The implication of this translation is that if the accident-causing miscarriage occurs when the child is still imperfectly formed the offender isn't guilty of murder, and he's subject to a fine, not capital punishment. Though no definition is given for perfectly or imperfectly formed, it follows that the author of the LXX translation would say that a late abortion is considered murder, but an abortion carried out before the fetus is whatever is meant by "fully formed" subjects the abortionist to a fine, and he is not considered a murderer.

Jerome, author of the Vulgate translation which became the official bible of Roman Catholicism, read the verse differently:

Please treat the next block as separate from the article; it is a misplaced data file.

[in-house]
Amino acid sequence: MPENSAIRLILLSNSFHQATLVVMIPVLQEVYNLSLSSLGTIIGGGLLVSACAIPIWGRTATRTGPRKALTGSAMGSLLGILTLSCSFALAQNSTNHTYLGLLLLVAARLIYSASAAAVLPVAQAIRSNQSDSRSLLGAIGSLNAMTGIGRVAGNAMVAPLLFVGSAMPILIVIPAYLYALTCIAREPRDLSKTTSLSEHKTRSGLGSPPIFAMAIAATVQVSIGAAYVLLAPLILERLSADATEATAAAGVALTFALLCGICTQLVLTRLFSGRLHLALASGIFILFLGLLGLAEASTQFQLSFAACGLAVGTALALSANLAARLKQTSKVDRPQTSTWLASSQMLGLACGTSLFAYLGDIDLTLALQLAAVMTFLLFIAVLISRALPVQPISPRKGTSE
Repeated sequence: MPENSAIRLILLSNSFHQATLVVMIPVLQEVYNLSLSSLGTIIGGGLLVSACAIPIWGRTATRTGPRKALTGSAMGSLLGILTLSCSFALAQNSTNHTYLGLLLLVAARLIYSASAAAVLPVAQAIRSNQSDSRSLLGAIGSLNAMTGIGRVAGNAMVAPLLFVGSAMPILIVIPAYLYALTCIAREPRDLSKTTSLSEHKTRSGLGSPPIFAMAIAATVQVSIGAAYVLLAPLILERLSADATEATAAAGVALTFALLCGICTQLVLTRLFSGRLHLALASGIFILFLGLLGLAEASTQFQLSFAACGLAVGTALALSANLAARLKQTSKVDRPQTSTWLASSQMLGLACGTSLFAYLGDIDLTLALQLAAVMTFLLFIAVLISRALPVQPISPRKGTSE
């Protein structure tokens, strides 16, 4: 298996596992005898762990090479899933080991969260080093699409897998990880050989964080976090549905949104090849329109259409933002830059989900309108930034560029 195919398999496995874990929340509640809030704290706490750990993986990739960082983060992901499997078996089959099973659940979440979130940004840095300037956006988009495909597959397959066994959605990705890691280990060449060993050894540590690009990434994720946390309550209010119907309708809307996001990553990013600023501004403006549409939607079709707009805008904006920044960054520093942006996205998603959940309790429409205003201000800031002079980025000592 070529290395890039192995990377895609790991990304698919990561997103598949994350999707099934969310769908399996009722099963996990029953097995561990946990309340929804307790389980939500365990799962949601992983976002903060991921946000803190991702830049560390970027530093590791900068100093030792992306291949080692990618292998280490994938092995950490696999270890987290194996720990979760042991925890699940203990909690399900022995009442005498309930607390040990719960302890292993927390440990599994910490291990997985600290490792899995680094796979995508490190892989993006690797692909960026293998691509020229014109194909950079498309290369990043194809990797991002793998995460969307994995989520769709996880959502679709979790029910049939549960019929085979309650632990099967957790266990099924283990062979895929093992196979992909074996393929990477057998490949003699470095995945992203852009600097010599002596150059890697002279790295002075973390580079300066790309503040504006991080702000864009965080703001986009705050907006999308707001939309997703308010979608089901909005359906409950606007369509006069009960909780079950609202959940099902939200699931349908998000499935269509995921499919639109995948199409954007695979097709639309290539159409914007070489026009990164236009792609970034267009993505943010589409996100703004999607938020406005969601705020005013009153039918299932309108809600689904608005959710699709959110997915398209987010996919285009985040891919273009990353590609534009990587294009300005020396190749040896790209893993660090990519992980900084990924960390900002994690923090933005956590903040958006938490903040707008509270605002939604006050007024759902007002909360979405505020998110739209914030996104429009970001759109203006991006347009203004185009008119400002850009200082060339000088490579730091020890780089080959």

If men were fighting and someone struck a pregnant woman and she miscarried but she herself lived, he will be subject to a fine, as much as the woman's husband shall request and as the judges decree. If however, her death shall follow, let him pay a soul for a soul. [translation is Kugel's]

Jerome, it seems, was of the opinion that no matter when the fetus dies - first month or last - only a fine is imposed on the one who killed it. As he reads the verse, the word "damage" refers to the death of the mother - if she lives, a fine is imposed to cover the death of the fetus, but if she dies a murder has been committed and capital punishment if imposed. As James Kugel points out, Jerome could have only read the verse this way if he believed that a fetus is not a separate human being. His translation seems based on the premise that  a mother and her fetus are one entity so long as the fetus remains inside its mother. This is why the death of the fetus carried only a fine, a penalty identical to the one imposed for any other non-fatal injury.